Drinking, Drugs & Smoking

Adults smoke, one gets drunk.

What parents need to know

Parents need to know that this novel is a fictionalized memoir of the author's own experience and a gritty portrayal of everyday life in China during Mao's Cultural Revolution, where the population was terrorized by the government, Red Guards, and lived in constant fear amid deprivation. In the novel, children and adults are beaten, bullied, and menaced, and two adults attempt suicide, one successfully.

User Reviews

  • Parents say
  • Kids say
Parent Written byhannah1991 October 23, 2020
This book taught me more about the Cultural Revolution, which in this novel took place during the Vietnam War (and when my mom was a kid, which was in the early... Continue reading
Adult Written bysmylee87 December 13, 2018

Graphic suicide scenes make it inappropriate for the recommended age group

This book was assigned to my 6th grader. I'm disappointed that a book with such a graphic discussion of suicide would be recommended for this age group.... Continue reading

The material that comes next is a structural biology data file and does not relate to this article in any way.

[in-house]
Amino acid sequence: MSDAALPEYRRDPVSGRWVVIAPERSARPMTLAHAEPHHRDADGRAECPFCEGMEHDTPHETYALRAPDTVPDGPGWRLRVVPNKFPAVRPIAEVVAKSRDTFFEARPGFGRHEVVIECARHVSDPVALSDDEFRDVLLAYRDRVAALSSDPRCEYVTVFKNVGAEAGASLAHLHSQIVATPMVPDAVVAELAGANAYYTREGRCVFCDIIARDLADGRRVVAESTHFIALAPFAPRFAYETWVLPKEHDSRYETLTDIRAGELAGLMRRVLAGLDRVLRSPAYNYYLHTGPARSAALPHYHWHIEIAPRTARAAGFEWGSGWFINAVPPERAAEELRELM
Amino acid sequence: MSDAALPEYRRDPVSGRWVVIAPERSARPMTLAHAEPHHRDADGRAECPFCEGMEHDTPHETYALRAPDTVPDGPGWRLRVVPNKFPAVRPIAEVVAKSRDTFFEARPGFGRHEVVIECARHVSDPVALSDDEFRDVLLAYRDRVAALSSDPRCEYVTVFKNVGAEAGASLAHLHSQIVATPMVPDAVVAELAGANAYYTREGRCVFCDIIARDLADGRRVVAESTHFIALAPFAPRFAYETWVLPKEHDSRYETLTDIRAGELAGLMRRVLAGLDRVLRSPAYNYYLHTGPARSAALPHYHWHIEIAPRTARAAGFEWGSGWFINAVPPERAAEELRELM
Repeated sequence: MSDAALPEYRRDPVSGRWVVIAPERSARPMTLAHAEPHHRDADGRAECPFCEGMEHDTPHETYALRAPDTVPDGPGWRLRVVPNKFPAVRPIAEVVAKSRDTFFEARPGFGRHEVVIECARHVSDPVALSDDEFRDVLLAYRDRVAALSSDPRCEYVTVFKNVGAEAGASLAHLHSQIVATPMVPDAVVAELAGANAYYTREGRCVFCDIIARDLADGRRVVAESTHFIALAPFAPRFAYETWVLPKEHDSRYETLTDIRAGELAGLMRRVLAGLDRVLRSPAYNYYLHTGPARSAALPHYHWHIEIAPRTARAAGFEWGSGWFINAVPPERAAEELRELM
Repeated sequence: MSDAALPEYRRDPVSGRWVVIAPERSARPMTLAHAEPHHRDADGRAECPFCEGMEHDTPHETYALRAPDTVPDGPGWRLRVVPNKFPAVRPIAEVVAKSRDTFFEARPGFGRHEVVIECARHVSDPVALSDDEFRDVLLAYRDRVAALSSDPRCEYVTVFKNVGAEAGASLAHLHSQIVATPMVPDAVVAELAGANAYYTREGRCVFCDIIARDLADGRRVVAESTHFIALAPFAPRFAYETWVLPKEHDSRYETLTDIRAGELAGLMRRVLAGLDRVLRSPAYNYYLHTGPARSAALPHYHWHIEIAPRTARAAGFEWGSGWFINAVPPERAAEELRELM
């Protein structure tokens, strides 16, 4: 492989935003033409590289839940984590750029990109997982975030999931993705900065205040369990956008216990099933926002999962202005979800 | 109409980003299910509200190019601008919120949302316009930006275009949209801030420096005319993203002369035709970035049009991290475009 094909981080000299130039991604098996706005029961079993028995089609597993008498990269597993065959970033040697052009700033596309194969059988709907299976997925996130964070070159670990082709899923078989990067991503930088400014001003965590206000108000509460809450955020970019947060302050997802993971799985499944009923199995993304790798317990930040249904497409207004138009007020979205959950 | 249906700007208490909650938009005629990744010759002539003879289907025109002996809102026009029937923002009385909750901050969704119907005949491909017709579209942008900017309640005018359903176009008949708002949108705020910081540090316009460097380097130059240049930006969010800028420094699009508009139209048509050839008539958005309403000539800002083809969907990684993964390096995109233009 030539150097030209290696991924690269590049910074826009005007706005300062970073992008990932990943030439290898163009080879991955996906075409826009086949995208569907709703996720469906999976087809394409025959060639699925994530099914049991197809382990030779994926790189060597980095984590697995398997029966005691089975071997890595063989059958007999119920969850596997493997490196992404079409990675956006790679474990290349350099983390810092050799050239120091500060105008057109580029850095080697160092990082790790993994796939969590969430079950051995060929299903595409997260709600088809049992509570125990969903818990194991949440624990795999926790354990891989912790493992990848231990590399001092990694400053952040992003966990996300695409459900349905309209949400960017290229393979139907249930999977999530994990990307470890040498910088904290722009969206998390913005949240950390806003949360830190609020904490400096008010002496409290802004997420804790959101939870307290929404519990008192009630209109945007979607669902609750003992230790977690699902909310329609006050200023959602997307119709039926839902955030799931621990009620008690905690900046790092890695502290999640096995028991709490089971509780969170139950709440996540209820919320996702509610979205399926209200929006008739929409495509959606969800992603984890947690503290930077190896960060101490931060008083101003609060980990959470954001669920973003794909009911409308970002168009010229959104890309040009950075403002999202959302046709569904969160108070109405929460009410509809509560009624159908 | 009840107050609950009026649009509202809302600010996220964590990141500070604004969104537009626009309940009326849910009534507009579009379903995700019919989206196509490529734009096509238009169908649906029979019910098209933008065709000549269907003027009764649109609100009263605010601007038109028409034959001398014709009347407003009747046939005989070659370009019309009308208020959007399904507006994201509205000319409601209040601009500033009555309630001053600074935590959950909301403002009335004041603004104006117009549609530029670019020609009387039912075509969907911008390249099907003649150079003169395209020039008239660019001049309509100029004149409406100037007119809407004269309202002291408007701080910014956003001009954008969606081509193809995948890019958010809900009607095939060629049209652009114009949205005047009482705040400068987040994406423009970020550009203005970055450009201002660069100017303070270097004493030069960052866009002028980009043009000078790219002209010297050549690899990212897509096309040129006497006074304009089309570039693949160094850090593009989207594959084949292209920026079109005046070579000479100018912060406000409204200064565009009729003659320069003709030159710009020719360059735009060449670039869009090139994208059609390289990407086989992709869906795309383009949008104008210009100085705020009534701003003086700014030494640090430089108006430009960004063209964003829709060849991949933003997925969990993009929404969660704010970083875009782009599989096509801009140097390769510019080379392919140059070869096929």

Kid, 11 years old December 14, 2019

A book that makes you never want to stop reading

I took a few weeks reading this book because I never wanted it to end. It does have some chapters that make you scared so I'd advice asking a parent or a t... Continue reading
Kid, 10 years old June 15, 2013

Great book, but only for tweenagers and up.

I think this is a very good book and it educates children on that period in China's history. My only problem with it is that it might be confronting for ch... Continue reading

What's the story?

Ling is a child in China during the waning years of Mao's Cultural Revolution. She and her mother struggle to survive as food grows scarce and is rationed, electricity is interrupted, her doctor parents lose their jobs, and a political officer moves into their apartment, with the family getting no say in the matter. Ling's father is taken away to jail, she is targeted by bullies at school, and the family is persecuted by the Red Guards.

Is it any good?